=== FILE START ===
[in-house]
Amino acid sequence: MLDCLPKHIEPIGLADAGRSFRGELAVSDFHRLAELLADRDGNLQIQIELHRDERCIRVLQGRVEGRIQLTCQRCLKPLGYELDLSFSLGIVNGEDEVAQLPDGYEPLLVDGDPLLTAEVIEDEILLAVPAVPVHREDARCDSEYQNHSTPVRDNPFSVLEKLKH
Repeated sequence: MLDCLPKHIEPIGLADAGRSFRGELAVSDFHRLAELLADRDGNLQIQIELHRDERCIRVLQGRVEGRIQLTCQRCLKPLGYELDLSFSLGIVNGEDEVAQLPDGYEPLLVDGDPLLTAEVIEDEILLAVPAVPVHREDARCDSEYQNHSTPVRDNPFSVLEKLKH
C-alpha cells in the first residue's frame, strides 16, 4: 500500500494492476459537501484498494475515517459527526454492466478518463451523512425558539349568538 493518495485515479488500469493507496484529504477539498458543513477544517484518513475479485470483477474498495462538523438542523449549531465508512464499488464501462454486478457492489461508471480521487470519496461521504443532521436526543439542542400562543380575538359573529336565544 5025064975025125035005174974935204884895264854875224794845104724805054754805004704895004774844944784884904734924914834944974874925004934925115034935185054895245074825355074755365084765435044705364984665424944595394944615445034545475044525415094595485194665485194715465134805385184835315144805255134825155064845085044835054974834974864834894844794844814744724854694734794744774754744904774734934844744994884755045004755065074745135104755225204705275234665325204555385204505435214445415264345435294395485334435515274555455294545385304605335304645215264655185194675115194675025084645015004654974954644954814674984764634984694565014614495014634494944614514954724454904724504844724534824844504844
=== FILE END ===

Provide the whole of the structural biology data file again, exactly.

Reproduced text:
[in-house]
Amino acid sequence: MLDCLPKHIEPIGLADAGRSFRGELAVSDFHRLAELLADRDGNLQIQIELHRDERCIRVLQGRVEGRIQLTCQRCLKPLGYELDLSFSLGIVNGEDEVAQLPDGYEPLLVDGDPLLTAEVIEDEILLAVPAVPVHREDARCDSEYQNHSTPVRDNPFSVLEKLKH
Repeated sequence: MLDCLPKHIEPIGLADAGRSFRGELAVSDFHRLAELLADRDGNLQIQIELHRDERCIRVLQGRVEGRIQLTCQRCLKPLGYELDLSFSLGIVNGEDEVAQLPDGYEPLLVDGDPLLTAEVIEDEILLAVPAVPVHREDARCDSEYQNHSTPVRDNPFSVLEKLKH
C-alpha cells in the first residue's frame, strides 16, 4: 500500500494492476459537501484498494475515517459527526454492466478518463451523512425558539349568538 493518495485515479488500469493507496484529504477539498458543513477544517484518513475479485470483477474498495462538523438542523449549531465508512464499488464501462454486478457492489461508471480521487470519496461521504443532521436526543439542542400562543380575538359573529336565544 5025064975025125035005174974935204884895264854875224794845104724805054754805004704895004774844944784884904734924914834944974874925004934925115034935185054895245074825355074755365084765435044705364984665424944595394944615445034545475044525415094595485194665485194715465134805385184835315144805255134825155064845085044835054974834974864834894844794844814744724854694734794744774754744904774734934844744994884755045004755065074745135104755225204705275234665325204555385204505435214445415264345435294395485334435515274555455294545385304605335304645215264655185194675115194675025084645015004654974954644954814674984764634984694565014614495014634494944614514954724454904724504844724534824844504844